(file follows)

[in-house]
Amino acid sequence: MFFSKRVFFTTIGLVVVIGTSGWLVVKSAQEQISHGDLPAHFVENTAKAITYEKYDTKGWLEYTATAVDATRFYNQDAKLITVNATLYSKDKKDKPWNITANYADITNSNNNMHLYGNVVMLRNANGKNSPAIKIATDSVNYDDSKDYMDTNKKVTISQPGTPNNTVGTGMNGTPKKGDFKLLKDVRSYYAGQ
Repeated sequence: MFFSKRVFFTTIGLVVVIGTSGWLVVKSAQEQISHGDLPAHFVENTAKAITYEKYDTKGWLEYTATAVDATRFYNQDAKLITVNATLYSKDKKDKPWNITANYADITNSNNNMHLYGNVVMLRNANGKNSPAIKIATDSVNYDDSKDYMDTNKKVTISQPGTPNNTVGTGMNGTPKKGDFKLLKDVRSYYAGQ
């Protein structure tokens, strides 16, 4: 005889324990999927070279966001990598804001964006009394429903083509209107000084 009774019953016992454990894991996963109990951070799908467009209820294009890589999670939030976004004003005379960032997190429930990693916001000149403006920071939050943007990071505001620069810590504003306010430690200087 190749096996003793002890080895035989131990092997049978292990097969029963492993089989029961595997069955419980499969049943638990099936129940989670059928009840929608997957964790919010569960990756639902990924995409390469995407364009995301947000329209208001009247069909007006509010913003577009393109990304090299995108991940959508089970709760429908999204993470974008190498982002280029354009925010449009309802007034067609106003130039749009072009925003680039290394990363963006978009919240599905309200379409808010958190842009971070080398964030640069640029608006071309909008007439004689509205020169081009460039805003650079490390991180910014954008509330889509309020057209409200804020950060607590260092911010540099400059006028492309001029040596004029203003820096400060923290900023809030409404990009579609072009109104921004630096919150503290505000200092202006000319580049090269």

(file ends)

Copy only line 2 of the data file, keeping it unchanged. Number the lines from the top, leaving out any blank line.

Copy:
Amino acid sequence: MFFSKRVFFTTIGLVVVIGTSGWLVVKSAQEQISHGDLPAHFVENTAKAITYEKYDTKGWLEYTATAVDATRFYNQDAKLITVNATLYSKDKKDKPWNITANYADITNSNNNMHLYGNVVMLRNANGKNSPAIKIATDSVNYDDSKDYMDTNKKVTISQPGTPNNTVGTGMNGTPKKGDFKLLKDVRSYYAGQ